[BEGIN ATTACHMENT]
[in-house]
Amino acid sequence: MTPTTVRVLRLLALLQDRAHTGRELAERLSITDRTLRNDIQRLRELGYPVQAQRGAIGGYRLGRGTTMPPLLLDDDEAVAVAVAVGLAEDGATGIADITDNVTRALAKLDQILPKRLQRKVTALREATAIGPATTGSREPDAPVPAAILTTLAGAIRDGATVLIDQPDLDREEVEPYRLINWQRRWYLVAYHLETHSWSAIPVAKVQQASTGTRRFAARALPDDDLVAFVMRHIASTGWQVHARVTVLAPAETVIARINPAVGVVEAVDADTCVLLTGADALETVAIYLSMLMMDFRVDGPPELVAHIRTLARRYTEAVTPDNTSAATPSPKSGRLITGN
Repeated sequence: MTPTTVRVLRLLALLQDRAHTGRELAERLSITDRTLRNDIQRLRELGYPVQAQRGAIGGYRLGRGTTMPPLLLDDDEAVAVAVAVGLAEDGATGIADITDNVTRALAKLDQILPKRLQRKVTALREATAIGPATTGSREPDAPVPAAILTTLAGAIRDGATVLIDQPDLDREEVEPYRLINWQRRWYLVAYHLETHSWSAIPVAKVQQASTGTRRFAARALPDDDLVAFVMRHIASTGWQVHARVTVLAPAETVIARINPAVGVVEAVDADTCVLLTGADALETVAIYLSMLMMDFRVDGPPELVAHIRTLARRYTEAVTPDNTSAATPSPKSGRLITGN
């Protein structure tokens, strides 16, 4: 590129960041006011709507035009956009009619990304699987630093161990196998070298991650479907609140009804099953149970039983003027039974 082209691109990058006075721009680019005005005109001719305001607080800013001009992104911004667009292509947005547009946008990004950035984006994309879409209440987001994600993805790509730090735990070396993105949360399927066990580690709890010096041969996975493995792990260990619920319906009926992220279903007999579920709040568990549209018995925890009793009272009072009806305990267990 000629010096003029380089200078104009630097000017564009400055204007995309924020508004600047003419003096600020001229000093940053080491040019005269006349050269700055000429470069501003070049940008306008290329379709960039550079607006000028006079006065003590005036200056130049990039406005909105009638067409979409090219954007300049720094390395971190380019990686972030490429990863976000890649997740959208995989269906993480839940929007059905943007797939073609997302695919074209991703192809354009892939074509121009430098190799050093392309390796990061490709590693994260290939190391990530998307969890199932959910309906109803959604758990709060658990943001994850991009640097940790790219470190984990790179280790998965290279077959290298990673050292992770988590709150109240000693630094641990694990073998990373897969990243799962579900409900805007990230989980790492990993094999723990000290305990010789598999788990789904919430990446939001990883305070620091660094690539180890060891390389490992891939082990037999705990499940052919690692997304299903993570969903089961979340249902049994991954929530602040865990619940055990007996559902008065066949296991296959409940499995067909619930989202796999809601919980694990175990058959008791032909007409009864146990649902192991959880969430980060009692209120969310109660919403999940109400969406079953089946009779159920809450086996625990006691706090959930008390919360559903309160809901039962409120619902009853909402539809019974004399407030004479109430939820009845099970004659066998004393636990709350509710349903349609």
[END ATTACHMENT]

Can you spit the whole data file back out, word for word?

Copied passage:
[in-house]
Amino acid sequence: MTPTTVRVLRLLALLQDRAHTGRELAERLSITDRTLRNDIQRLRELGYPVQAQRGAIGGYRLGRGTTMPPLLLDDDEAVAVAVAVGLAEDGATGIADITDNVTRALAKLDQILPKRLQRKVTALREATAIGPATTGSREPDAPVPAAILTTLAGAIRDGATVLIDQPDLDREEVEPYRLINWQRRWYLVAYHLETHSWSAIPVAKVQQASTGTRRFAARALPDDDLVAFVMRHIASTGWQVHARVTVLAPAETVIARINPAVGVVEAVDADTCVLLTGADALETVAIYLSMLMMDFRVDGPPELVAHIRTLARRYTEAVTPDNTSAATPSPKSGRLITGN
Repeated sequence: MTPTTVRVLRLLALLQDRAHTGRELAERLSITDRTLRNDIQRLRELGYPVQAQRGAIGGYRLGRGTTMPPLLLDDDEAVAVAVAVGLAEDGATGIADITDNVTRALAKLDQILPKRLQRKVTALREATAIGPATTGSREPDAPVPAAILTTLAGAIRDGATVLIDQPDLDREEVEPYRLINWQRRWYLVAYHLETHSWSAIPVAKVQQASTGTRRFAARALPDDDLVAFVMRHIASTGWQVHARVTVLAPAETVIARINPAVGVVEAVDADTCVLLTGADALETVAIYLSMLMMDFRVDGPPELVAHIRTLARRYTEAVTPDNTSAATPSPKSGRLITGN
């Protein structure tokens, strides 16, 4: 590129960041006011709507035009956009009619990304699987630093161990196998070298991650479907609140009804099953149970039983003027039974 082209691109990058006075721009680019005005005109001719305001607080800013001009992104911004667009292509947005547009946008990004950035984006994309879409209440987001994600993805790509730090735990070396993105949360399927066990580690709890010096041969996975493995792990260990619920319906009926992220279903007999579920709040568990549209018995925890009793009272009072009806305990267990 000629010096003029380089200078104009630097000017564009400055204007995309924020508004600047003419003096600020001229000093940053080491040019005269006349050269700055000429470069501003070049940008306008290329379709960039550079607006000028006079006065003590005036200056130049990039406005909105009638067409979409090219954007300049720094390395971190380019990686972030490429990863976000890649997740959208995989269906993480839940929007059905943007797939073609997302695919074209991703192809354009892939074509121009430098190799050093392309390796990061490709590693994260290939190391990530998307969890199932959910309906109803959604758990709060658990943001994850991009640097940790790219470190984990790179280790998965290279077959290298990673050292992770988590709150109240000693630094641990694990073998990373897969990243799962579900409900805007990230989980790492990993094999723990000290305990010789598999788990789904919430990446939001990883305070620091660094690539180890060891390389490992891939082990037999705990499940052919690692997304299903993570969903089961979340249902049994991954929530602040865990619940055990007996559902008065066949296991296959409940499995067909619930989202796999809601919980694990175990058959008791032909007409009864146990649902192991959880969430980060009692209120969310109660919403999940109400969406079953089946009779159920809450086996625990006691706090959930008390919360559903309160809901039962409120619902009853909402539809019974004399407030004479109430939820009845099970004659066998004393636990709350509710349903349609």